Death rate may rise, as nurses’ strike grounds LUTH
• Management pleads with workers to call off action
Many more patients have lost their lives, as a result of the five-week indefinite strike by nurses at the Lagos University Teaching Hospital (LUTH), Idi-Araba.
Nurses, under the aegis of National Association of Nigerian Nurses and Midwives (NANNM) LUTH chapter, embarked on an industrial action, June 10, 2016, to protest, among other things, non-promotion of 71 nurses and non-payment of teaching allowance.
When The Guardian visited the hospital, yesterday, most of the wards were empty and locked up, with only few patients on admission. Many patients had also been discharged, so that they could seek care elsewhere.
A security man at the orthopedic and psychiatric sections revealed that no patient was currently in the wards, and that those who had been on admission were discharged that morning, as no nurse was on ground to attend to them. He said though doctors were still seeing patients at the various clinics, there was, however, no fresh admission.
The chairman, Medical Advisory Committee (CMAC) at LUTH, Prof. Olufemi Fasanmade, told journalists, yesterday: “The nation has lost untold number of lives that could have been saved if our hospital had remained opened. Over 550 ill Nigerians were abandoned to their fate on hospital beds, with many seeking quick, unplanned discharge to private hospitals they could ill afford.” He urged the nurses to consider the plight of suffering Nigerians, end the strike, and join management in elevating the standards of the institution.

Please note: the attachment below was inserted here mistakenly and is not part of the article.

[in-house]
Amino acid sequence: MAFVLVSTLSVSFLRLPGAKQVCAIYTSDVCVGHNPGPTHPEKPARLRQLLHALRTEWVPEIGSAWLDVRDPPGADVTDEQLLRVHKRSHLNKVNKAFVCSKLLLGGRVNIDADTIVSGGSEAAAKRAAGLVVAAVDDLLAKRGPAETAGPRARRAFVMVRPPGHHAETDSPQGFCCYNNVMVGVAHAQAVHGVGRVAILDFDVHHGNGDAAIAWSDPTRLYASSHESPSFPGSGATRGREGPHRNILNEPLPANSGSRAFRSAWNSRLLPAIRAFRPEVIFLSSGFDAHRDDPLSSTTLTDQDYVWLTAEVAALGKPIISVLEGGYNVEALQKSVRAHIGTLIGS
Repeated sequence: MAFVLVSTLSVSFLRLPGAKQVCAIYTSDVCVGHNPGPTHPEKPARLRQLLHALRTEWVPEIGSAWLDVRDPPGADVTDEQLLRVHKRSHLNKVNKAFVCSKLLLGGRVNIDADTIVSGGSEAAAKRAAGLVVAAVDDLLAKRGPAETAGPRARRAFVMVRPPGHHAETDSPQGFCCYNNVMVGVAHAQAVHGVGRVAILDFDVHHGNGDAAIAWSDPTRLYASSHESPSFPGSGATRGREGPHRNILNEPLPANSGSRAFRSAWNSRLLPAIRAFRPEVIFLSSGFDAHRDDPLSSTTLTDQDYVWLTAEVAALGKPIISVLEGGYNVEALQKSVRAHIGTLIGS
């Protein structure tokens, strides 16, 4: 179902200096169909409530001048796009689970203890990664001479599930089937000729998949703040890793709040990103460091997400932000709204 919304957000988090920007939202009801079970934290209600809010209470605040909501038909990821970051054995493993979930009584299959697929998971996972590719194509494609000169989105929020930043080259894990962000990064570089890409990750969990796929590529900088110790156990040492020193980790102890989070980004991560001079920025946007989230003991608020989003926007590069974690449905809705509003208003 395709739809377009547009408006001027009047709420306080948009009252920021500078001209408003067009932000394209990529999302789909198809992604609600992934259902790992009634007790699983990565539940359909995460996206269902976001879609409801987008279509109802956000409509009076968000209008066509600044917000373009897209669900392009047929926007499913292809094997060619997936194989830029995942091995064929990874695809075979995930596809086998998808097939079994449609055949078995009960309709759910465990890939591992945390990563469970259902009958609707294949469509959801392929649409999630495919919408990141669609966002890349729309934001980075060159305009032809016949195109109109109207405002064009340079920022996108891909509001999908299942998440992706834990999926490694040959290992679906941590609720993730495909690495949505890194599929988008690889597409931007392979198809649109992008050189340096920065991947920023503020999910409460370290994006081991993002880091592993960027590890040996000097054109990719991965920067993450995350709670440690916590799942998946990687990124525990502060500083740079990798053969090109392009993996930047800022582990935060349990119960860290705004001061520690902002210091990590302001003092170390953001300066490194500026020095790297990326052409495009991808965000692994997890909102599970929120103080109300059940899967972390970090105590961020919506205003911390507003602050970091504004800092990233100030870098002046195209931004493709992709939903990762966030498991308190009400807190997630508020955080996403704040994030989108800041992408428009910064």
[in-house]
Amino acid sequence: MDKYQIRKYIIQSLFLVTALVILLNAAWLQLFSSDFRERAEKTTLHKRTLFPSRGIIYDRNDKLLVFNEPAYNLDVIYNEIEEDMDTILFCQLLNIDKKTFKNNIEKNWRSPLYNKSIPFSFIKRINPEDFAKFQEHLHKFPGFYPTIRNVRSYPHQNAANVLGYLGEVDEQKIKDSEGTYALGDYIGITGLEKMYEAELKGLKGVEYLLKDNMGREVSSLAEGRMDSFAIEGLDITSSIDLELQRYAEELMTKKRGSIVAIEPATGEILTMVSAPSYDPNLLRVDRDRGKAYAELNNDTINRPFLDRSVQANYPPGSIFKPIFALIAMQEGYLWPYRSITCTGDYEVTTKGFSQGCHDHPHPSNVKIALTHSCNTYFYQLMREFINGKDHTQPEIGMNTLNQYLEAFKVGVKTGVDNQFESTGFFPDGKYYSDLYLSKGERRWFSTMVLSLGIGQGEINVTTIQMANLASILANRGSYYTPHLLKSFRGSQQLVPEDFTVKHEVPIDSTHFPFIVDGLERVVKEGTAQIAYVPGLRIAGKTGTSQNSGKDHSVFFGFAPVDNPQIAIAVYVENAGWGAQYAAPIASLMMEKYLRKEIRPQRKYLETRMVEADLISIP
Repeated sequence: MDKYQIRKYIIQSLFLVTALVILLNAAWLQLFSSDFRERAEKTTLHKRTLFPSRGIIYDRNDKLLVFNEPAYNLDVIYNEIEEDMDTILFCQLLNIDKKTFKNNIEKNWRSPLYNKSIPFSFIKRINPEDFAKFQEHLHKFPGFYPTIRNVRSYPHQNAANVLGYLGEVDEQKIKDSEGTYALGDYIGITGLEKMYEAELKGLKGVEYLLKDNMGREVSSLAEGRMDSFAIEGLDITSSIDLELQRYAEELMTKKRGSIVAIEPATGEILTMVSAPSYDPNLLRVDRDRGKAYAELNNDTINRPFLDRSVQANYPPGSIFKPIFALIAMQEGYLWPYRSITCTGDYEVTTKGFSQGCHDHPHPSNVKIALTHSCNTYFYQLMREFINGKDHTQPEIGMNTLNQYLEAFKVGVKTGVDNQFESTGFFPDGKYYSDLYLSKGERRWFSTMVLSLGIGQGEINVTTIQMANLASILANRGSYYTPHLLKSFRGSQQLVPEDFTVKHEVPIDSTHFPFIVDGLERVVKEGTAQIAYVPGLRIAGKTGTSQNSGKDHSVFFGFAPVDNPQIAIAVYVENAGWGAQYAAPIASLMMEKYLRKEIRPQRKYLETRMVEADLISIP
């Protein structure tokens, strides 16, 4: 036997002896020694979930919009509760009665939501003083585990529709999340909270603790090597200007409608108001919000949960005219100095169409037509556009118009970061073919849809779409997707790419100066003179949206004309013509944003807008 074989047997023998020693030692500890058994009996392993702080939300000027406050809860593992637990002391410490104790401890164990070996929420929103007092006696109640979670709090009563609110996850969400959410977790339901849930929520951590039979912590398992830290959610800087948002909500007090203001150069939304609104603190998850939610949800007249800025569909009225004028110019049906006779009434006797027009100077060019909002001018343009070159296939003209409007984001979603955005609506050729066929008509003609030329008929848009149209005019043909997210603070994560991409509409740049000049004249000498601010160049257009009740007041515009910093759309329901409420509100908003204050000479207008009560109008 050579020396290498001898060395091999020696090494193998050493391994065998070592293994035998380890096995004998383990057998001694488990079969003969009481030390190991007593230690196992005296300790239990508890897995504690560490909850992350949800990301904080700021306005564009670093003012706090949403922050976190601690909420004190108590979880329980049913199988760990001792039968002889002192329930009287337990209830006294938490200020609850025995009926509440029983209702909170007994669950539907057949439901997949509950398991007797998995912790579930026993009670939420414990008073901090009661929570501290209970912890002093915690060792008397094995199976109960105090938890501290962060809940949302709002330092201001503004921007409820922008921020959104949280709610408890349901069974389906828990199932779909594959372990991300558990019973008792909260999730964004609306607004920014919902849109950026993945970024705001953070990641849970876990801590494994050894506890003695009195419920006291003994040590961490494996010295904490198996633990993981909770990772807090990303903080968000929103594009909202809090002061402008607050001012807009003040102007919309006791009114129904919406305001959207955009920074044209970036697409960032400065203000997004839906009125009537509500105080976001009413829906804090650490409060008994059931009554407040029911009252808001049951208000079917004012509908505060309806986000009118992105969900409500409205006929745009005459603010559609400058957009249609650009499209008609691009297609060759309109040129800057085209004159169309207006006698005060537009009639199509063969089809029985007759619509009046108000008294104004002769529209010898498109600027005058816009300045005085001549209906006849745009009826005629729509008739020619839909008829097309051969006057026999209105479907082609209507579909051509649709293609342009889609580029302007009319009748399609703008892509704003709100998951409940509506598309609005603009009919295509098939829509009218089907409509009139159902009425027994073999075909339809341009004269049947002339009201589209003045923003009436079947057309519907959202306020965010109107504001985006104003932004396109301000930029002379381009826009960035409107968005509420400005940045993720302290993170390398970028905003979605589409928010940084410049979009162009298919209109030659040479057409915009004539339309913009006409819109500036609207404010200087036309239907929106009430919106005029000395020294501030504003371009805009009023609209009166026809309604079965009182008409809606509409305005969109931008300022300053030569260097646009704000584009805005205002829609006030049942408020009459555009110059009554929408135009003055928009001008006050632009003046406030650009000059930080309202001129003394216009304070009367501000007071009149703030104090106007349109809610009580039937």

On what the management of LUTH has done to resolve the issues, Fasanmade said the unionists were encouraged to seek audience with the appropriate directorates of the Federal Ministry of Health (FMOH), and were also enjoined to dialogue and lobby, to actualise their demands.
He said the Ministry has promised to come out soon with a holistic response to the matter and prayed the aggrieved nurses to, until then, sheathe their swords.
Fasanmade, a consultant endocrinologist, regretted that the hospital has lost millions in Internally Generated Revenue, adding: “With this present government’s firm stand on the strict implementation of the No-Work-No-Pay policy, many of us may lose much more to unearned pay, simply because we sympathise with a group of persons whose case is already receiving attention at the Ministry.”
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